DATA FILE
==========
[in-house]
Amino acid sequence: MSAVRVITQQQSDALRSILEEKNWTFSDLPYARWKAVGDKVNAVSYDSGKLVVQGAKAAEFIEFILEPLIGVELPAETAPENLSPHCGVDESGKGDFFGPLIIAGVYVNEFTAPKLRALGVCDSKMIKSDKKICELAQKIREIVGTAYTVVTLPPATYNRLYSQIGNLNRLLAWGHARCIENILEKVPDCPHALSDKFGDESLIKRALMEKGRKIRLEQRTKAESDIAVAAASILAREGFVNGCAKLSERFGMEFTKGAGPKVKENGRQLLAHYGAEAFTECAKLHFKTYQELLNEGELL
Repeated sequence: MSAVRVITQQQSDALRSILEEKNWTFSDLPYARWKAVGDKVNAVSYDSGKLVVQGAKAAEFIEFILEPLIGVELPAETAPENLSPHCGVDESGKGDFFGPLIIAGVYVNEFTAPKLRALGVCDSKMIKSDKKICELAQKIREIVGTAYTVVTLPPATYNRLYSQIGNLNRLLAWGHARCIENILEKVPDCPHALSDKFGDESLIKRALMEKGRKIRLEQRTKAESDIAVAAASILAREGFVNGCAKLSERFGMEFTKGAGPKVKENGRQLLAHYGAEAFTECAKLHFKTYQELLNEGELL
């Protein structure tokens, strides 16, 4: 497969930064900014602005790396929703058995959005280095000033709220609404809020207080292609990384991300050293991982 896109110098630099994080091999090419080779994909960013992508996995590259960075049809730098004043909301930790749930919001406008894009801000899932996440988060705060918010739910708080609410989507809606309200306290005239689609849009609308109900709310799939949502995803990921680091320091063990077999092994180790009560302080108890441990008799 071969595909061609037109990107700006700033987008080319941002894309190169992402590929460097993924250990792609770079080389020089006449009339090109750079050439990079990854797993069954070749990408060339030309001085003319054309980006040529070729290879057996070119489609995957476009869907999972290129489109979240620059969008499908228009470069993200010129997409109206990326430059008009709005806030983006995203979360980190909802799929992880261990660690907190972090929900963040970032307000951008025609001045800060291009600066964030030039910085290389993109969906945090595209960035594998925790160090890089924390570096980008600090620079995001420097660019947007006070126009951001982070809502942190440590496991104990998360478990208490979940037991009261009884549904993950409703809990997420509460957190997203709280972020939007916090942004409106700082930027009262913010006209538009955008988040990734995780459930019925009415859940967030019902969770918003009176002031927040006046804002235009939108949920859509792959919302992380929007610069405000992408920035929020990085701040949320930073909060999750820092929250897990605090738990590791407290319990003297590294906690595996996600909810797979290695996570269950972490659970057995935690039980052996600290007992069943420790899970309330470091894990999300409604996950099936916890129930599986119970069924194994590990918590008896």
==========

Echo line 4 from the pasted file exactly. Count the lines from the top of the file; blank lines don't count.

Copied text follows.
């Protein structure tokens, strides 16, 4: 497969930064900014602005790396929703058995959005280095000033709220609404809020207080292609990384991300050293991982 896109110098630099994080091999090419080779994909960013992508996995590259960075049809730098004043909301930790749930919001406008894009801000899932996440988060705060918010739910708080609410989507809606309200306290005239689609849009609308109900709310799939949502995803990921680091320091063990077999092994180790009560302080108890441990008799 071969595909061609037109990107700006700033987008080319941002894309190169992402590929460097993924250990792609770079080389020089006449009339090109750079050439990079990854797993069954070749990408060339030309001085003319054309980006040529070729290879057996070119489609995957476009869907999972290129489109979240620059969008499908228009470069993200010129997409109206990326430059008009709005806030983006995203979360980190909802799929992880261990660690907190972090929900963040970032307000951008025609001045800060291009600066964030030039910085290389993109969906945090595209960035594998925790160090890089924390570096980008600090620079995001420097660019947007006070126009951001982070809502942190440590496991104990998360478990208490979940037991009261009884549904993950409703809990997420509460957190997203709280972020939007916090942004409106700082930027009262913010006209538009955008988040990734995780459930019925009415859940967030019902969770918003009176002031927040006046804002235009939108949920859509792959919302992380929007610069405000992408920035929020990085701040949320930073909060999750820092929250897990605090738990590791407290319990003297590294906690595996996600909810797979290695996570269950972490659970057995935690039980052996600290007992069943420790899970309330470091894990999300409604996950099936916890129930599986119970069924194994590990918590008896």